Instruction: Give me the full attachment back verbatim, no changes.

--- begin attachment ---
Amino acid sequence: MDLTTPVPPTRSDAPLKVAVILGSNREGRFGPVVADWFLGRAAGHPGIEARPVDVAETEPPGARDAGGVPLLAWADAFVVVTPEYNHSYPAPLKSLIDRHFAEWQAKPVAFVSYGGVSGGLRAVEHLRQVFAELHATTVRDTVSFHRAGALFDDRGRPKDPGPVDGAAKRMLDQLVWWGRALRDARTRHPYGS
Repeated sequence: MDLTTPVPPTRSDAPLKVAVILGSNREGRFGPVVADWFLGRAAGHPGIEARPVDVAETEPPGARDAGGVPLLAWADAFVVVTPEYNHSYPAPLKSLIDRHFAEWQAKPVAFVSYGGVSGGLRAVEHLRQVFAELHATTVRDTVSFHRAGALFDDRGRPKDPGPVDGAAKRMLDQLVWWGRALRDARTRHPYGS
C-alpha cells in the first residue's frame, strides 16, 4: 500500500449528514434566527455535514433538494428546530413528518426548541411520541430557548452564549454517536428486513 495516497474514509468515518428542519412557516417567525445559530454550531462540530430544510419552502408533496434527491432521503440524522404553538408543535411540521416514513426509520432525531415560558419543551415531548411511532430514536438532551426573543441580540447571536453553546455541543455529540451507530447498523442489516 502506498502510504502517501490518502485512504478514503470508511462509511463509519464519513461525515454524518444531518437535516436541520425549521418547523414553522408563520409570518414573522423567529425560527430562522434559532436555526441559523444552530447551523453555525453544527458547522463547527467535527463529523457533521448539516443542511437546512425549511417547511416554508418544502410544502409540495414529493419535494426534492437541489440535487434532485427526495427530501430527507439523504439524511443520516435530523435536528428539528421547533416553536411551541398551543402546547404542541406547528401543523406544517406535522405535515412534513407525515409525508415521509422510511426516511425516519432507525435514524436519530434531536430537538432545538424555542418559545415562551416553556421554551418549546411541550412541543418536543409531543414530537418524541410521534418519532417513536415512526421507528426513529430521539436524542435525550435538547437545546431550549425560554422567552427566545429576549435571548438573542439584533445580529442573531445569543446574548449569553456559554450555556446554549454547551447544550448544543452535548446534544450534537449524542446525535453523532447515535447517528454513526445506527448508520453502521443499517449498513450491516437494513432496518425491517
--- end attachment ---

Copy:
Amino acid sequence: MDLTTPVPPTRSDAPLKVAVILGSNREGRFGPVVADWFLGRAAGHPGIEARPVDVAETEPPGARDAGGVPLLAWADAFVVVTPEYNHSYPAPLKSLIDRHFAEWQAKPVAFVSYGGVSGGLRAVEHLRQVFAELHATTVRDTVSFHRAGALFDDRGRPKDPGPVDGAAKRMLDQLVWWGRALRDARTRHPYGS
Repeated sequence: MDLTTPVPPTRSDAPLKVAVILGSNREGRFGPVVADWFLGRAAGHPGIEARPVDVAETEPPGARDAGGVPLLAWADAFVVVTPEYNHSYPAPLKSLIDRHFAEWQAKPVAFVSYGGVSGGLRAVEHLRQVFAELHATTVRDTVSFHRAGALFDDRGRPKDPGPVDGAAKRMLDQLVWWGRALRDARTRHPYGS
C-alpha cells in the first residue's frame, strides 16, 4: 500500500449528514434566527455535514433538494428546530413528518426548541411520541430557548452564549454517536428486513 495516497474514509468515518428542519412557516417567525445559530454550531462540530430544510419552502408533496434527491432521503440524522404553538408543535411540521416514513426509520432525531415560558419543551415531548411511532430514536438532551426573543441580540447571536453553546455541543455529540451507530447498523442489516 502506498502510504502517501490518502485512504478514503470508511462509511463509519464519513461525515454524518444531518437535516436541520425549521418547523414553522408563520409570518414573522423567529425560527430562522434559532436555526441559523444552530447551523453555525453544527458547522463547527467535527463529523457533521448539516443542511437546512425549511417547511416554508418544502410544502409540495414529493419535494426534492437541489440535487434532485427526495427530501430527507439523504439524511443520516435530523435536528428539528421547533416553536411551541398551543402546547404542541406547528401543523406544517406535522405535515412534513407525515409525508415521509422510511426516511425516519432507525435514524436519530434531536430537538432545538424555542418559545415562551416553556421554551418549546411541550412541543418536543409531543414530537418524541410521534418519532417513536415512526421507528426513529430521539436524542435525550435538547437545546431550549425560554422567552427566545429576549435571548438573542439584533445580529442573531445569543446574548449569553456559554450555556446554549454547551447544550448544543452535548446534544450534537449524542446525535453523532447515535447517528454513526445506527448508520453502521443499517449498513450491516437494513432496518425491517